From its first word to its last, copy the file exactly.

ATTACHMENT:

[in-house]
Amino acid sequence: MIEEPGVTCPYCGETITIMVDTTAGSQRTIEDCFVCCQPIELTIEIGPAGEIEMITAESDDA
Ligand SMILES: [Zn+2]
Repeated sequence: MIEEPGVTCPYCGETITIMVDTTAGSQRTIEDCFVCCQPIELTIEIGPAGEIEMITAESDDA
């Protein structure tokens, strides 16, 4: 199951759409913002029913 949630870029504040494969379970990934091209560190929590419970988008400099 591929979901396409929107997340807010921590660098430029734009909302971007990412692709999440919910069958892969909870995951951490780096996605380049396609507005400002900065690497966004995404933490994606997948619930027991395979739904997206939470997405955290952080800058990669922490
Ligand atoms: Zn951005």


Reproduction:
[in-house]
Amino acid sequence: MIEEPGVTCPYCGETITIMVDTTAGSQRTIEDCFVCCQPIELTIEIGPAGEIEMITAESDDA
Ligand SMILES: [Zn+2]
Repeated sequence: MIEEPGVTCPYCGETITIMVDTTAGSQRTIEDCFVCCQPIELTIEIGPAGEIEMITAESDDA
């Protein structure tokens, strides 16, 4: 199951759409913002029913 949630870029504040494969379970990934091209560190929590419970988008400099 591929979901396409929107997340807010921590660098430029734009909302971007990412692709999440919910069958892969909870995951951490780096996605380049396609507005400002900065690497966004995404933490994606997948619930027991395979739904997206939470997405955290952080800058990669922490
Ligand atoms: Zn951005």